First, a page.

Woman on Top
Screenplay : Vera Blasi
MPAA Rating : R
Year of Release : 2000
Stars : Penélope Cruz (Isabella Oliveira), Murilo Benício (Toninho Oliveira), Harold Perrineau Jr. (Monica Jones), Mark Feuerstein (Cliff Lloyd), John de Lancie (Alex Reeves)
Fina Torres' Woman on Top is an example of a quirky, potentially charming romantic fantasy that simply tries too hard. Torres, working from an offbeat script by first-time scribe Vera Blasi, piles on the quirk from start to finish, but it never amounts to much.
The movie is held together by Spanish actress Penélope Cruz (All About My Mother), whose soft, beautiful features and lithe, enchanting voice are enough to melt just about anyone. She plays Isabella Oliveira, a young woman who lives in a small coastal town in Brazil in which all the residents regularly have ceremonies and give food offerings to Yemanja, the sea goddess, in order to ensure their fishing remains plentiful. Isabella is a gifted chef--a true artist, in fact--but she has been cursed with motion sickness. The only way to avoid getting sick is if she is in control of the motion. Thus, she must always drive when in a car and, in the case of making love with her husband, Toninho (Murilo Benício), she must be on top.
She and Toninho are deeply in love, but Isabella is troubled by some aspects of their relationship. For instance, Toninho owns a popular restaurant, but while he entertains the customers with his singing and gets all the credit, she slaves in the kitchen, making the exquisite courses that are the real reason for the restaurant's success. One night, she catches Toninho with another woman, and even though he tries to explain that it is because he feels overwhelmed by her always needing to be in control, she lights out for San Francisco to start a new life.
Isabella moves in with an old friend, Monica (Harold Perrineau Jr.), a flamboyant black drag queen (Perrineau, who is not a professional transvestite, played Mercutio as a drag queen in Baz Luhrman's 1996 version of William Shakespeare's Romeo + Juliet). When Cliff Lloyd (Mark Feuerstein), a TV producer who lives across the street, smells Isabella's cooking, he is absolutely enchanted with her (for other reasons, as well), and convinces his senior producer to allow her to have her own evening cooking show, Passion Food Live. Of course, Isabella, with her beautiful looks and passionate style of cooking, is an instant hit.
Meanwhile, Toninho, still deeply in love with her, tracks her to San Francisco in order to woo her back, risking his restaurant in the process. Isabella has determined that she does not want Toninho anymore, and she even makes an offering to Yemanja to make her stop loving him. While Toninho constantly pines for her, Isabella begins to turn more and more to the attention Cliff is giving her, thus setting up a love triangle that will have to resolved in the third act.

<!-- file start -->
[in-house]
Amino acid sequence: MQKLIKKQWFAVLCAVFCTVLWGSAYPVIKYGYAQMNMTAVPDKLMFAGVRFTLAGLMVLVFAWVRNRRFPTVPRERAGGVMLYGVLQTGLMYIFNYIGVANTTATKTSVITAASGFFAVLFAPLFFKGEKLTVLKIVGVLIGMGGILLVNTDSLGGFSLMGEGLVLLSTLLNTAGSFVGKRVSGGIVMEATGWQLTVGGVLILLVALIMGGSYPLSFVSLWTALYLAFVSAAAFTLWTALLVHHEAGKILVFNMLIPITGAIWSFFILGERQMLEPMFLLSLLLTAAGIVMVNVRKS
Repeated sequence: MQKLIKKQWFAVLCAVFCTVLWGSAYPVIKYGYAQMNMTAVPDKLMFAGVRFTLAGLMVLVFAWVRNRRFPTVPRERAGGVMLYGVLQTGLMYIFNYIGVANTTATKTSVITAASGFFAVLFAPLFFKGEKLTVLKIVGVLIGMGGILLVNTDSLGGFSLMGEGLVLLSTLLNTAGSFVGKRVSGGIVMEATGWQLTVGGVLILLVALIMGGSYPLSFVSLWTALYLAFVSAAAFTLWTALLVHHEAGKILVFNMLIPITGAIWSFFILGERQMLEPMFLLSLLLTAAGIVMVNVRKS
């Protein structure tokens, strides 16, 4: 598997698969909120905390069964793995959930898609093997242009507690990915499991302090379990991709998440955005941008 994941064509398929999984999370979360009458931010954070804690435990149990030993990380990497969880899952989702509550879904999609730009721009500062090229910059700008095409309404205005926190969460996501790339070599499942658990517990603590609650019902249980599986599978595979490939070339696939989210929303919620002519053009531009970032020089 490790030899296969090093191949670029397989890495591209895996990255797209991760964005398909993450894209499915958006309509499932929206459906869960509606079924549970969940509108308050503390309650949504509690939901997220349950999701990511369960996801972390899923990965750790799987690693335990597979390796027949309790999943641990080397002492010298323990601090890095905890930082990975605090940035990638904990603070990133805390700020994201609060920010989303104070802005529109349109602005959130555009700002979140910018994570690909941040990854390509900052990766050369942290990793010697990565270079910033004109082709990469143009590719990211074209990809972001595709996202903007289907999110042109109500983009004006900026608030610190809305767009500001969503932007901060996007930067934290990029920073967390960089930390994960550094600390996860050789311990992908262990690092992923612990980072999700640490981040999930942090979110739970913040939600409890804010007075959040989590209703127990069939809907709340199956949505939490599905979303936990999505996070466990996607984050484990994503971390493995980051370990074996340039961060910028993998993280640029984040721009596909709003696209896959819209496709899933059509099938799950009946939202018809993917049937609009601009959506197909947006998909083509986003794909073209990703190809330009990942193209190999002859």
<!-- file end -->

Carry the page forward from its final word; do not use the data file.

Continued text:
There is even more to the plot than that, which is surprising given that the film is barely an hour and a half in length. Torres keeps the pace moving, utilizing every device available, from saucy Latin music to fairy-tale-like voice-over narration (courtesy of Monica), to dreamy fantasy sequences with theatrical lighting. Woman on Top is a hodge-podge of stylistic devices, but it relies most heavily on magical realism. For instance, even though it was ludicrously over the top, I couldn't help but laugh at a scene in which Isabella walks down the street to her new job as a cooking instructor, and her sheer presence is so captivating that she winds up with a crowd of men following her like stray dogs.
Torres gives the film many little moments like that, but they usually end up working more as a distancing device from the characters' emotional lives than as a spicy ingredient to heat things up. The constant infusion of whimsical fantasy is so overt that it highlights, rather than covers up, the story's two-dimensional qualities. We are never able to get fully involved in Isabella's plight because it is inflected by so many fantastical elements outside of her control. Despite a strong performance by Cruz, Isabella remains a charming pixie throughout, rather than a self-liberated woman of flesh and blood.
This is not to say the film does not have its charms. Despite the forceful nature of the quirkiness, some of it is quite appealing, and the film's short running time guarantees that it never gets too old. There are a few good comic moments, and despite his cartoonish drag queen style, Monica actually comes off as not only the most entertaining character, but also the most human, perhaps because he responds to emotional situations with reason and caring, rather than taking a food offering to an underwater sea goddess. This fantasy element is, of course, one of the main courses the film has to offer, but one wonders how effective it might have been had the filmmakers taken down the quirk level a few notches and allowed their human characters to shine in their own right.
Copyright © 2000 James Kendrick